Building Friendships in Kindergarten

  1. Have play dates outside of school

Since Kindergarten children are still so young, they still need help with friendship skills. Having play dates with friends outside of school gives parents the opportunity to continue building on social skills.

  1. Never hesitate to chat with the teacher

Most Kindergarten teachers put a lot of emphasis and focus on friendships and social skills. Most do lessons and specific teaching on what being a friend means and teachers try very hard to observe the children at play and address any issues as well as highlight positive behaviours. That being said, there are usually a lot of children in one Kindergarten classroom. There will be comments or issues that go unseen by the Teacher. Please never assume the Teacher knows of trouble your wee one is having. Children thrive in the classroom when parents are involved. A quick call to your child’s teacher is always welcomed.

Kindergarten is a time full of learning and adventure. It is quite the journey and having good friends makes that journey so much more fun!

About Sarah

Sarah from Three Wee Ones

I am a Mama to 3 wee ones and I have been a Kindergarten teacher for many years.  I now have the opportunity to stay home with my children and blog about How my Wee ones Learn at home.   I write daily about simple, creative, and fun play-based learning activities that are meant to support the natural curiosity and wonder wee ones have.  I love to connect and learn from other Mama’s and believe a supportive community (even an online one!) is what all Mamas and their wee ones need to learn, grow, and thrive.

A special thanks to Sarah for sharing with us today! Be sure to visit Sarah over at How We Learn!

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Making friendship bracelets in preschool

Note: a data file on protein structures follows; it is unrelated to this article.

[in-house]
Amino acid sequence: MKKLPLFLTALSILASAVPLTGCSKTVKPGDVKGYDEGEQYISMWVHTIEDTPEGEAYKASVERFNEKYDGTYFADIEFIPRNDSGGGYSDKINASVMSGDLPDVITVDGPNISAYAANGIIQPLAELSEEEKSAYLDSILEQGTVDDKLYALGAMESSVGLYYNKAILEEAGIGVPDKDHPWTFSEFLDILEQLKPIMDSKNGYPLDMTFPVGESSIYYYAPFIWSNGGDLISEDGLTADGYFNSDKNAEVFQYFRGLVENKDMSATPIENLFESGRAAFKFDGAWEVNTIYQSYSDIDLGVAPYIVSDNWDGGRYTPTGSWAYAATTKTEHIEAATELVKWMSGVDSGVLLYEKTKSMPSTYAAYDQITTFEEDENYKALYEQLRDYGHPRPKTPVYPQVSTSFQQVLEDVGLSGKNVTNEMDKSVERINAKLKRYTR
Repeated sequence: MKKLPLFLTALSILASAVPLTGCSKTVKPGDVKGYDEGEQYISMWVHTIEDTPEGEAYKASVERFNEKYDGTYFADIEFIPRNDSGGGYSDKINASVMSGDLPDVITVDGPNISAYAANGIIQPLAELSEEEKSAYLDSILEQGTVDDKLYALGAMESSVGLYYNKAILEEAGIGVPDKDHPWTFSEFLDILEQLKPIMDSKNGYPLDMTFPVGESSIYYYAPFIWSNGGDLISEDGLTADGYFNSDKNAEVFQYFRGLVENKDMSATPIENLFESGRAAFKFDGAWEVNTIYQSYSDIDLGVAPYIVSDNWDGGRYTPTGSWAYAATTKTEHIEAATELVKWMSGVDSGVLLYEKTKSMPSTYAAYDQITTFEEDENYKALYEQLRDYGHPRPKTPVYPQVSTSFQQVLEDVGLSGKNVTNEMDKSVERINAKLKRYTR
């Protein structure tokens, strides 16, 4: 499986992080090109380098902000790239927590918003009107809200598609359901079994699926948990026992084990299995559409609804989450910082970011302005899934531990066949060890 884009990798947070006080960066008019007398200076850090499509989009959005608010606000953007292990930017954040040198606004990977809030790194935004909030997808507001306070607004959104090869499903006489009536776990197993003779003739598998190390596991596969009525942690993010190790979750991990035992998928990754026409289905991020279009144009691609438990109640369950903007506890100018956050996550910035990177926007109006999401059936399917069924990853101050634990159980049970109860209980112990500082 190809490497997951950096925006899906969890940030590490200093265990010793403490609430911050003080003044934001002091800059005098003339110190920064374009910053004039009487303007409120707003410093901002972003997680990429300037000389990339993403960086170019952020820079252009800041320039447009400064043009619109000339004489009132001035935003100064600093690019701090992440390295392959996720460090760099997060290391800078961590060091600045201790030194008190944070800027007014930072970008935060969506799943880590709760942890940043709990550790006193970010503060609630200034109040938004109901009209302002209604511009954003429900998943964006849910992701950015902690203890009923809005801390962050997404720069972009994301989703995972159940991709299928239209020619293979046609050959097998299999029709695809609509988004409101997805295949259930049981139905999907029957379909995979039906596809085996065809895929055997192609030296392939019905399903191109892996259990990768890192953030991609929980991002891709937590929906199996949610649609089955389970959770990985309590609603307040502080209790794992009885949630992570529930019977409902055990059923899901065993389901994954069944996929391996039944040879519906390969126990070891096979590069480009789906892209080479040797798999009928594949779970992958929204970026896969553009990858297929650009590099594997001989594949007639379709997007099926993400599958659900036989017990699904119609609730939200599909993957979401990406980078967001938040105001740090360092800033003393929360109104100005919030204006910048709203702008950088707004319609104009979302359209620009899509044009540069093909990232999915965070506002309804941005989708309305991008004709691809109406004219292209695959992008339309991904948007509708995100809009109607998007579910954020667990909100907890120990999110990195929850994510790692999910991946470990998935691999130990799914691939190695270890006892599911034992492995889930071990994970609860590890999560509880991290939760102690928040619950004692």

Many of my students are new to each other this year so to help them become more familiar with each other, Mrs. Courtney and I spent a little more time on helping the children get to know each other…

We started our discussion on friendship by taking a picture walk through our Clifford Magazine by Scholastic and today’s topic was on different ways we can make friends…

After reading our Clifford magazine, we invited the children to make friendship bracelets. To prepare for our friendship bracelet activity, Mrs. Courtney and I cut up straws into small pieces and put each color in a different baggie along with a pipe cleaner….

Each child chose one baggie of straw beads and were then invited to share their color of beads with the other children so that everyone could make a bracelet with all the different colors…

Some of the children were very comfortable asking others if they could please have one of their beads to add to their bracelet. Other children were not so comfortable asking and needed Mrs. Courtney and I to help them do the asking.  But every child was happy to share their beads with anyone who asked…

In the end, we didn’t worry about whether every child made a bracelet that had all the colors and neither did the children…

Instead, we let the children interpret this process in a way that they enjoyed or understood…

Some children were very interested in collecting a bead from all the other children and some children just preferred making a pattern or using only their favorite color of bead…

Regardless of how the children chose to make a bracelet, this process did encourage the children to talk to each other and to spend a few minutes sharing and helping each other along the way…

Thank You!

I want to give my friend Wendy Young over at Kidlutions: Solutions for Kids Spin-Doctor Parenting a big thank you for sharing this idea with me!  Since my class definitely put their own “spin” on this idea – be sure to stop by Kidlutions to see the Friendship Bracelet Tutorial!

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By | September 16th, 2012|Categories: Friendship|Tags: , , , , |5 Comments

Working together to create our friendship apple tree

In my previous post, I shared our sticky apple table and mentioned that each child selected a few apples from the sticky table to add to our friendship apple tree…